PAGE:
Jane Shaw named Dean of Grace Cathedral

Breaking From the Grace, San Francisco website:

The Rt. Rev. Marc Handley Andrus, Bishop of California, and the Grace Cathedral Board of Trustees announced today the appointment of the Rev. Canon Dr. Jane Alison Shaw as the cathedral’s next dean.

The trustees enthusiastically voted to approve her nomination by unanimous role call vote at a special board meeting on June 25.

“Jane Shaw’s spiritual depth, commitment to the Gospel, theological vision and leadership skills make her uniquely qualified to help guide Grace Cathedral into its second century,” said the Rt. Rev. Marc Handley Andrus. “In her, we have found an individual who understands both the gifts and challenges of the cathedral, and one who will be able to reinforce Grace Cathedral’s mission and ministry to the congregation and to the community.”

“I am greatly honored by Bishop Marc and the leadership of Grace Cathedral’s vote of confidence to name me its next dean,” said Shaw. “A cathedral’s dean is asked to stand at the nexus of many worlds, including the cathedral congregation, the chapter and staff, the board, the diocese, the city and more. I look forward to interacting with and communicating between these different worlds. My vision is of a church that engages deeply with the culture and the world in which it finds itself. I greatly look forward to working in the Episcopal Church with which I have long had a deep connection. It will be a privilege to work in this vibrant branch of the Anglican Communion.”

Shaw joins Grace Cathedral from the University of Oxford in England where she has served as the Dean of Divinity and a Fellow of New College, Oxford. In addition, she has taught history and theology at the university for 16 years; she has been at New College for nine years.

Serving with distinction as a priest, academic theologian and historian, she brings powerful preaching and deep expertise in liturgy, management and administration, program development, teaching, community building and fund-raising.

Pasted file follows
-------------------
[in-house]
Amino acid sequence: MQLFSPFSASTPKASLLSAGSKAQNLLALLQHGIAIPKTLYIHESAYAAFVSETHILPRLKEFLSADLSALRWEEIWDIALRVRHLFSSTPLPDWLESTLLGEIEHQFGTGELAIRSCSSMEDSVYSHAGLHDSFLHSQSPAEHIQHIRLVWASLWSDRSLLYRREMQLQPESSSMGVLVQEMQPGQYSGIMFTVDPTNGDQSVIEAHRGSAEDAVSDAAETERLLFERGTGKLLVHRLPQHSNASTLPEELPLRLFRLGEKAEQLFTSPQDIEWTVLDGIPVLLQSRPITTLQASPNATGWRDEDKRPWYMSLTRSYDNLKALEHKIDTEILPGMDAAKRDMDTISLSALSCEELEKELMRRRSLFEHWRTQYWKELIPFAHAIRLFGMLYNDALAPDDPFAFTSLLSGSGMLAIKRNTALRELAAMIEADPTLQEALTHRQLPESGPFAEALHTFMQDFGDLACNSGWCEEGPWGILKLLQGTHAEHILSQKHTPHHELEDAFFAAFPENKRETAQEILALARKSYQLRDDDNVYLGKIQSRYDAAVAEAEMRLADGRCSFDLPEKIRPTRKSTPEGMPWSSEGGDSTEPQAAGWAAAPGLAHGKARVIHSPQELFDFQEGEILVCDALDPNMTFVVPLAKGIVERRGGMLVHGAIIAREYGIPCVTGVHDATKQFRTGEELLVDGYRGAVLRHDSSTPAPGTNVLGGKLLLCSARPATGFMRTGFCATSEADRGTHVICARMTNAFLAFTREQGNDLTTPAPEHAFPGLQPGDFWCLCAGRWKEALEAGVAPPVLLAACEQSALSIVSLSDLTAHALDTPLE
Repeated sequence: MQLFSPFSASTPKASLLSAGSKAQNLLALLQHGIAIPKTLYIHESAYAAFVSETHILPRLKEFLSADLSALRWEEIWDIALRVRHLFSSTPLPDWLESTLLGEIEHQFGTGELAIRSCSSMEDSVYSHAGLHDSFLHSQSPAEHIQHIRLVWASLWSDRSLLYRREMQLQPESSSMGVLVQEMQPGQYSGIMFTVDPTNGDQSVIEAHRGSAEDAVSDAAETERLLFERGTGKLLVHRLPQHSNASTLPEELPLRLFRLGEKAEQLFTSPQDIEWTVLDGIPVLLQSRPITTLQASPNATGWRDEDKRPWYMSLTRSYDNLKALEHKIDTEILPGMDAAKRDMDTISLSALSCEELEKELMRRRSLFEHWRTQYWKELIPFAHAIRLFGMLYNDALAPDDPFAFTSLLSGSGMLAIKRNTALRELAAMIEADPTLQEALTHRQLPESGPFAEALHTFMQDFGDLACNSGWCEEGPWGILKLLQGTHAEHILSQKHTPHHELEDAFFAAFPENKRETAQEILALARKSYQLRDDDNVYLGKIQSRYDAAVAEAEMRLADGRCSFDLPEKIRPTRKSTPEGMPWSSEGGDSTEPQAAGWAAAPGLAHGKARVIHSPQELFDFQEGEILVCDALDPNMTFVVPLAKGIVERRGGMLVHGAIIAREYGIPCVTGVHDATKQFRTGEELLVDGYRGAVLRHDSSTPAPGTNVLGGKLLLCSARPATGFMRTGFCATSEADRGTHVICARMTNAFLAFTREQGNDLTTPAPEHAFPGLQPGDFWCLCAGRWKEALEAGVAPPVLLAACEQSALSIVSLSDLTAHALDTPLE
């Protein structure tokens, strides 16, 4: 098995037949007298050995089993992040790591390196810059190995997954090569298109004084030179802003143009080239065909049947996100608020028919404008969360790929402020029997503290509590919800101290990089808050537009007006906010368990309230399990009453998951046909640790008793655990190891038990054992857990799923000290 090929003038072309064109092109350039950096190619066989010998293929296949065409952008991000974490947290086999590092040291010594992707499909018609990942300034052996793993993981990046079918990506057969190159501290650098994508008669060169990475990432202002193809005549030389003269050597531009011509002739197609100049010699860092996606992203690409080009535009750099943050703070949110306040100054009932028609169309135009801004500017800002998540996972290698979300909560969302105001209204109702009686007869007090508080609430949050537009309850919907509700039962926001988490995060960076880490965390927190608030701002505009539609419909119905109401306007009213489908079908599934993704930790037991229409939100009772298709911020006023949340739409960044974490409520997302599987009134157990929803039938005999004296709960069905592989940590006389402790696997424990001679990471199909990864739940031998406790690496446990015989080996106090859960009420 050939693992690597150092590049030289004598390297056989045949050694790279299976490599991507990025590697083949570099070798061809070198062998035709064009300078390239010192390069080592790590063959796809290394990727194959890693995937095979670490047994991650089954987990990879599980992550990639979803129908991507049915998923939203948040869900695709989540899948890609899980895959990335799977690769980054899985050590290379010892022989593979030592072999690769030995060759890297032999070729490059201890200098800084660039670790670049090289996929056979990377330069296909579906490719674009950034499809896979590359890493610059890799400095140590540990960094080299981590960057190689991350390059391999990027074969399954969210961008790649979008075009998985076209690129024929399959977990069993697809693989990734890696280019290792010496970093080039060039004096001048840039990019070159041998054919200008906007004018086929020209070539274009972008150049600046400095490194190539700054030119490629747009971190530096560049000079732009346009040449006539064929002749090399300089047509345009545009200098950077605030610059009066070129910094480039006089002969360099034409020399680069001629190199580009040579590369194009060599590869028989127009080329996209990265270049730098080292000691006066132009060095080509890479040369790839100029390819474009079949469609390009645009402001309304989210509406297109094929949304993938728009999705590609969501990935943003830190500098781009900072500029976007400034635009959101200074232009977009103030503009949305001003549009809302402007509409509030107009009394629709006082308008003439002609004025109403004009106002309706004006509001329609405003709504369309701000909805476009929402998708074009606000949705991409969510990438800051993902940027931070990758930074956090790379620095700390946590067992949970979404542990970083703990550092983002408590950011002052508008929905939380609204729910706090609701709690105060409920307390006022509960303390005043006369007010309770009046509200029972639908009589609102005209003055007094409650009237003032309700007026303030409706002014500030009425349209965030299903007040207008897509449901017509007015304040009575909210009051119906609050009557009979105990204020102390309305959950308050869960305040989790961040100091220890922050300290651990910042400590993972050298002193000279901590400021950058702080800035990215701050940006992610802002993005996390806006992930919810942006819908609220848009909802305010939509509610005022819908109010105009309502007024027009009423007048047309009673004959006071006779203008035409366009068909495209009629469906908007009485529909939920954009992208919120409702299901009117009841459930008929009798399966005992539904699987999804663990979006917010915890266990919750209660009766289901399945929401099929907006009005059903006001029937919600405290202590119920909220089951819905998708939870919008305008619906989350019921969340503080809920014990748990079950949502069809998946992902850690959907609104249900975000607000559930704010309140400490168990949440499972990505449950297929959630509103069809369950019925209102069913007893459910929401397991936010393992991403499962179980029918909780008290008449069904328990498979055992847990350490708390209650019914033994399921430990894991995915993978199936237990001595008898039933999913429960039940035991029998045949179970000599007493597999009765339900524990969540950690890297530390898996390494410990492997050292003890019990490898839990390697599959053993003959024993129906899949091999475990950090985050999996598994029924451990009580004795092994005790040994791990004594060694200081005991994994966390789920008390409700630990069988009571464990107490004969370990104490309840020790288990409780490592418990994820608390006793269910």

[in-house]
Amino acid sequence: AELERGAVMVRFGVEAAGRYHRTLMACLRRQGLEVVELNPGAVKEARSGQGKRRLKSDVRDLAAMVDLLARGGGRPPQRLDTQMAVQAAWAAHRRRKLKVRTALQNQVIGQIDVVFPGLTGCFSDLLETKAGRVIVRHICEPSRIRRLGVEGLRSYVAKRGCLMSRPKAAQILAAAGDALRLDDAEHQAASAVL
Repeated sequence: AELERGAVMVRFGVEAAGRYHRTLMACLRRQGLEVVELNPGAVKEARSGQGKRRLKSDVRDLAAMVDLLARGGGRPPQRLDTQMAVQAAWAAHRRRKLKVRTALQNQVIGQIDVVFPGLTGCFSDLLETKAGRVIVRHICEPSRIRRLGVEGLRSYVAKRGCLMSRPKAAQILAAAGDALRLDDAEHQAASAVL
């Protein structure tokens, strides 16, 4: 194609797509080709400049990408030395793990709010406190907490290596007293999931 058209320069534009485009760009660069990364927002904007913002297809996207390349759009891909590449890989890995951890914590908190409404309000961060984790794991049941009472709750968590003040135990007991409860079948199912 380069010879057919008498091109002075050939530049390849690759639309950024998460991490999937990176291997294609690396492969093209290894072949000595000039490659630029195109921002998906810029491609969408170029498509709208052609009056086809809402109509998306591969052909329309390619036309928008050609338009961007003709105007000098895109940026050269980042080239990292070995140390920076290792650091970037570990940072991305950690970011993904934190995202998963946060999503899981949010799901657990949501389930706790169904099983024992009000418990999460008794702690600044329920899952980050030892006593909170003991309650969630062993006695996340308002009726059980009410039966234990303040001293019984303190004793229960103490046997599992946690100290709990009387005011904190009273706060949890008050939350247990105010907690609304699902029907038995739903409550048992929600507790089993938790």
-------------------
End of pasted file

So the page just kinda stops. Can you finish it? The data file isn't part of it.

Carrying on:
Shaw is known internationally for her exceptional talents in the communication of Christianity in the public sphere. In Great Britain, she has been successful in bridging differences in governance and policies pertaining to inclusion, and has served as Theological Consultant to the Church of England House of Bishops. She is Canon Theologian at Salisbury Cathedral and an honorary canon of Christ Church Cathedral, Oxford.

This appointment is the result of an 18-month global search by the Dean Search Committee, a group of 17 cathedral and diocesan thought leaders, led by chair Valerie Crane Dorfman and co-chair Tobias Keller. Crane Dorfman and Keller are both cathedral trustees and members of the congregation.

“The thorough, 18-month discernment process, which asked, ‘Who will be our next dean?’ led us to meet many talented candidates while at the same time carefully discerning the goals and vision of Grace Cathedral,” said Greg Scott, chair of the cathedral’s Board of Trustees. “Through very careful discernment of an excellent candidate pool, we recognized that Jane Shaw was the right fit for us.”

Residing in the U.S. isn’t entirely new for Shaw. Since the late 1980s, she has studied or held academic positions at several United States institutions of higher education. She earned a Master’s of Divinity from Harvard Divinity School in 1988 and a Ph.D. in History from the University of California at Berkeley in 1994. In 2006, she was awarded an honorary doctorate by Episcopal Divinity School. In the 1990s, she taught at the Church Divinity School of the Pacific, the Episcopal seminary in Berkeley, Calif. Shaw has been a Visiting Professor at U.C. Berkeley, Emory University and Florida Atlantic University.